VATICAN CITY (Reuters) - Pope Benedict on Sunday told six prelates newly elevated to the rank of cardinal that all Catholic leaders should shun the “worldly logic of power” and stick to spreading the gospel.
The pope presided at a solemn mass in St Peter’s Basilica with the six men from the United States, India, Nigeria, the Philippines, Lebanon and Colombia the day after they became cardinals at a ceremony known as a consistory.
“To be disciples of Jesus, then, means not letting ourselves be allured by the worldly logic of power, but bringing into the world the light of truth and God’s love,” he said.
“To you, dear and venerable brother cardinals - I think in particular of those created yesterday - is entrusted this demanding responsibility: to bear witness to the kingdom of God, to the truth.”
The new cardinals are American Archbishop James Michael Harvey, Baselios Cleemis Thottunkal, a major archbishop of the Syro-Malankara rite in India, Archbishop Ruben Salazar Gomez of Bogota, Archbishop Luis Antonio Tagle of Manila, Beatitude Bechara Boutros Rai, patriarch of the Maronite Catholic Church in Lebanon, and Archbishop John Olorunfemi Onaiyekan of Abuja.
Indian women at the mass wore saris and African women wore traditional dresses. Prayers were read in Arabic, Hindi, Yoruba and Tagalog as well as English, French and Italian.
“I think it’s about time that we have a diverse and more colourful bunch of cardinals,” said Leslie Ryan, a pilgrim who attended the consistory.
“If you want to bring all the Catholics together you need to have a diverse group of cardinals and it’s about time.”
The choice of the cardinals, ranging in age from 53 to 72, looked like an attempt to counter criticism that he has in the past neglected the needs of the developing world.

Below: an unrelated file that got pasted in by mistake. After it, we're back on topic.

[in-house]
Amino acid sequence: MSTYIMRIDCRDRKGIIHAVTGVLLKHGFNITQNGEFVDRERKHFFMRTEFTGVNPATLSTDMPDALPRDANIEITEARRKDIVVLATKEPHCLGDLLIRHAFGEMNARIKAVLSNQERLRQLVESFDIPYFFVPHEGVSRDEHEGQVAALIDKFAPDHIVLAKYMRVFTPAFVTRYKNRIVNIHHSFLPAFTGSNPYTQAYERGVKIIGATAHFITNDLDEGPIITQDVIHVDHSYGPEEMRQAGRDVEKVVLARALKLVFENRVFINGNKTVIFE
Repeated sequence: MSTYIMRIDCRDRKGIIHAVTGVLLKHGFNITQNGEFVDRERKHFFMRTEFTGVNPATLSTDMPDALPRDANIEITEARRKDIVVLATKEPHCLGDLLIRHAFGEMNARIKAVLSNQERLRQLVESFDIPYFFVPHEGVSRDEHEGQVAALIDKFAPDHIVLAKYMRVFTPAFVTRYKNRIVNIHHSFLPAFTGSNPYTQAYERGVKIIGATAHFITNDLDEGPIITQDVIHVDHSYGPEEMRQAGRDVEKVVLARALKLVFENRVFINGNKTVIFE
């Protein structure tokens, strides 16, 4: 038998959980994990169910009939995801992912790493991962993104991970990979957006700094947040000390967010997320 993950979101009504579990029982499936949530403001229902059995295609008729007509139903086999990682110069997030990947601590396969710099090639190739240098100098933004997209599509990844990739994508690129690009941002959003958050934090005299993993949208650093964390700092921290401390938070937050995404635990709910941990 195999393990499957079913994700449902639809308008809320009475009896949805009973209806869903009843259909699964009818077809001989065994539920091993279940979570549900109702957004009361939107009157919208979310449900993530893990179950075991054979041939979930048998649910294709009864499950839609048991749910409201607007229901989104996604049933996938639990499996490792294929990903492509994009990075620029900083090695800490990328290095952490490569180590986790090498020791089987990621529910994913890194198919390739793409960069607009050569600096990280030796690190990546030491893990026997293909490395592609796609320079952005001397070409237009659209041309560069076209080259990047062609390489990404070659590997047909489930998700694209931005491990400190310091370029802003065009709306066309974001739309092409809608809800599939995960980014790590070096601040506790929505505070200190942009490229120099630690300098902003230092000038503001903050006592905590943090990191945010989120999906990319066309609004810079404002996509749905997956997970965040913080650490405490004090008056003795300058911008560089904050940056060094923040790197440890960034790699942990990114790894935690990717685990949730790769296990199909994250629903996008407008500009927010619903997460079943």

All six are “cardinal electors”, under 80 years old and therefore eligible to enter a conclave that will one day choose Benedict’s successor.
Two of the new cardinals, Boutros Rai, 72, of Lebanon, and Onaiyekan, 68, of Nigeria, are from countries with significant Muslim populations.
In Nigeria, which is about 50 percent Muslim, the Islamist sect Boko Haram has killed hundreds of people in attacks since 2009. Many of the attacks have been on Christians and churches.
“The Boko Haram, the young men who are throwing bombs all over the place in Nigeria, have been rejected by the mainstream of Islam in Nigeria. But somehow, the way the Islamic religion is organised there’s nobody who can tell them ‘Stop it!',” Onaiyekan told Reuters in an interview.
“So the rest of us are actually, you can say, suffering because of the inner difficulties within Islam. But that’s the reality we have to live with and we are doing our best. What is important for people to know is that it is not a case of Nigerian Muslims at war with Nigerian Christians.”
Tagle, 55, of Manila, heads the largest Catholic church in Asia, where Christians are minorities in most countries.
“I think we have been used to a humble and hidden type of existence and it doesn’t lead us to pessimism,” he told Reuters.
“Being a small minority doesn’t mean the church is dead,” he said. “Of course, who doesn’t want the numbers to increase? But there are things in life that are not measured only by numbers.”
Reporting by Philip Pullella; editing by Andrew Roche